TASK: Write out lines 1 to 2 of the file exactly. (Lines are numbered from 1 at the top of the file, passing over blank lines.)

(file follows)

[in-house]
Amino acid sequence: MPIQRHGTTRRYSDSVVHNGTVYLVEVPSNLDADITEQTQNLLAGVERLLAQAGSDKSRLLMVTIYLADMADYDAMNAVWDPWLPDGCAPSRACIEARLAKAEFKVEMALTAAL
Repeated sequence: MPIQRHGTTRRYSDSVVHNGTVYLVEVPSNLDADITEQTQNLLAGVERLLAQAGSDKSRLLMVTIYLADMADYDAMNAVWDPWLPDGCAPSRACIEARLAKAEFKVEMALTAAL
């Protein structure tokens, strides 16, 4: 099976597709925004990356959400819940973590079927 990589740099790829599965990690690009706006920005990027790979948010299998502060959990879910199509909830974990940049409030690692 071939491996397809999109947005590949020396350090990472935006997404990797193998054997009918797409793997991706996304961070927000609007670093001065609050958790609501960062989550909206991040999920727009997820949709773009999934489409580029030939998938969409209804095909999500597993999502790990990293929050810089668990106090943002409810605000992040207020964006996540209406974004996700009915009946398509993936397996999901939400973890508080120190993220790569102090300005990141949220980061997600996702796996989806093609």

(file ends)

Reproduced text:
[in-house]
Amino acid sequence: MPIQRHGTTRRYSDSVVHNGTVYLVEVPSNLDADITEQTQNLLAGVERLLAQAGSDKSRLLMVTIYLADMADYDAMNAVWDPWLPDGCAPSRACIEARLAKAEFKVEMALTAAL